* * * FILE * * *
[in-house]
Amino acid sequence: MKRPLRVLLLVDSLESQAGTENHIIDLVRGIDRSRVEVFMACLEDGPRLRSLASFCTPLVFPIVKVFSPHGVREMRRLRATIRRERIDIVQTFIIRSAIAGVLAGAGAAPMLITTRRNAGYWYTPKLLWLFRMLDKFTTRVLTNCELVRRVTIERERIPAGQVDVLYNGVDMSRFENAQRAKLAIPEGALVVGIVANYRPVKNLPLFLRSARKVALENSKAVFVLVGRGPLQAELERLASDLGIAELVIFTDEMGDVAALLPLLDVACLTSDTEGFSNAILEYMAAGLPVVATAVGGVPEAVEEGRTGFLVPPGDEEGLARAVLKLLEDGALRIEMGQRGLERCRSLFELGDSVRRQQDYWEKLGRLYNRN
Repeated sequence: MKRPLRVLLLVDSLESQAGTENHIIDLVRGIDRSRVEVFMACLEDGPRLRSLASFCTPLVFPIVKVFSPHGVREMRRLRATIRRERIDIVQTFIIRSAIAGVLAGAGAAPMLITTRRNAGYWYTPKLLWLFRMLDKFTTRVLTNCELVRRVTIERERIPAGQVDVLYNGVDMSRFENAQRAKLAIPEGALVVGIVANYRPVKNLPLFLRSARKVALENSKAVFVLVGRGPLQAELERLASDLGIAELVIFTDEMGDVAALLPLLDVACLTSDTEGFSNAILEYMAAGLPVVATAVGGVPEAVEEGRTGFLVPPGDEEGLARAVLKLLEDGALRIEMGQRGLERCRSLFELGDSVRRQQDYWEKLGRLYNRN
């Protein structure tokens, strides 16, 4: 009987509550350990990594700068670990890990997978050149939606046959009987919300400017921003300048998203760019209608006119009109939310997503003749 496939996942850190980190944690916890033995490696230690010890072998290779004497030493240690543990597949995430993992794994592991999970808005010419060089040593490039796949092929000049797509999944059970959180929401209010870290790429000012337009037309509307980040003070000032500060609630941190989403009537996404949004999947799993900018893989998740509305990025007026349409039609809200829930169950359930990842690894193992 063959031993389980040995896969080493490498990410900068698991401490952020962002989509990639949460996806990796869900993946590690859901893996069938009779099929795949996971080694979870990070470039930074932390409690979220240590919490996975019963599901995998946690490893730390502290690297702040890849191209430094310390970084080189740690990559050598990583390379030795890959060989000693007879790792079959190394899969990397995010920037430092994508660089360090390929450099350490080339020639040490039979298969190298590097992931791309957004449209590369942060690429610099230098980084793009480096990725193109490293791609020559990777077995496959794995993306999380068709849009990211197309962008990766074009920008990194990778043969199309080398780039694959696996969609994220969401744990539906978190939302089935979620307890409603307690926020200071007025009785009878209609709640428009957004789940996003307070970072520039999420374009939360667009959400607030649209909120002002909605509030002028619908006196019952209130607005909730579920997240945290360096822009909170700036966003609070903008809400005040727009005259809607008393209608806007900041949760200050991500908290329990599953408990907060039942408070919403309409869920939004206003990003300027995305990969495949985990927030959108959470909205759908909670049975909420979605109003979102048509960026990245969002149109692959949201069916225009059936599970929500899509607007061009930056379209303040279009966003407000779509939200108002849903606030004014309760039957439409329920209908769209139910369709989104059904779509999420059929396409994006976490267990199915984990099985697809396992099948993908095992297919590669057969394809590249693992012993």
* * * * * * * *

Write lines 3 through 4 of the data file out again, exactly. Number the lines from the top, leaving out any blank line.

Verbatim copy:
Repeated sequence: MKRPLRVLLLVDSLESQAGTENHIIDLVRGIDRSRVEVFMACLEDGPRLRSLASFCTPLVFPIVKVFSPHGVREMRRLRATIRRERIDIVQTFIIRSAIAGVLAGAGAAPMLITTRRNAGYWYTPKLLWLFRMLDKFTTRVLTNCELVRRVTIERERIPAGQVDVLYNGVDMSRFENAQRAKLAIPEGALVVGIVANYRPVKNLPLFLRSARKVALENSKAVFVLVGRGPLQAELERLASDLGIAELVIFTDEMGDVAALLPLLDVACLTSDTEGFSNAILEYMAAGLPVVATAVGGVPEAVEEGRTGFLVPPGDEEGLARAVLKLLEDGALRIEMGQRGLERCRSLFELGDSVRRQQDYWEKLGRLYNRN
């Protein structure tokens, strides 16, 4: 009987509550350990990594700068670990890990997978050149939606046959009987919300400017921003300048998203760019209608006119009109939310997503003749 496939996942850190980190944690916890033995490696230690010890072998290779004497030493240690543990597949995430993992794994592991999970808005010419060089040593490039796949092929000049797509999944059970959180929401209010870290790429000012337009037309509307980040003070000032500060609630941190989403009537996404949004999947799993900018893989998740509305990025007026349409039609809200829930169950359930990842690894193992 063959031993389980040995896969080493490498990410900068698991401490952020962002989509990639949460996806990796869900993946590690859901893996069938009779099929795949996971080694979870990070470039930074932390409690979220240590919490996975019963599901995998946690490893730390502290690297702040890849191209430094310390970084080189740690990559050598990583390379030795890959060989000693007879790792079959190394899969990397995010920037430092994508660089360090390929450099350490080339020639040490039979298969190298590097992931791309957004449209590369942060690429610099230098980084793009480096990725193109490293791609020559990777077995496959794995993306999380068709849009990211197309962008990766074009920008990194990778043969199309080398780039694959696996969609994220969401744990539906978190939302089935979620307890409603307690926020200071007025009785009878209609709640428009957004789940996003307070970072520039999420374009939360667009959400607030649209909120002002909605509030002028619908006196019952209130607005909730579920997240945290360096822009909170700036966003609070903008809400005040727009005259809607008393209608806007900041949760200050991500908290329990599953408990907060039942408070919403309409869920939004206003990003300027995305990969495949985990927030959108959470909205759908909670049975909420979605109003979102048509960026990245969002149109692959949201069916225009059936599970929500899509607007061009930056379209303040279009966003407000779509939200108002849903606030004014309760039957439409329920209908769209139910369709989104059904779509999420059929396409994006976490267990199915984990099985697809396992099948993908095992297919590669057969394809590249693992012993």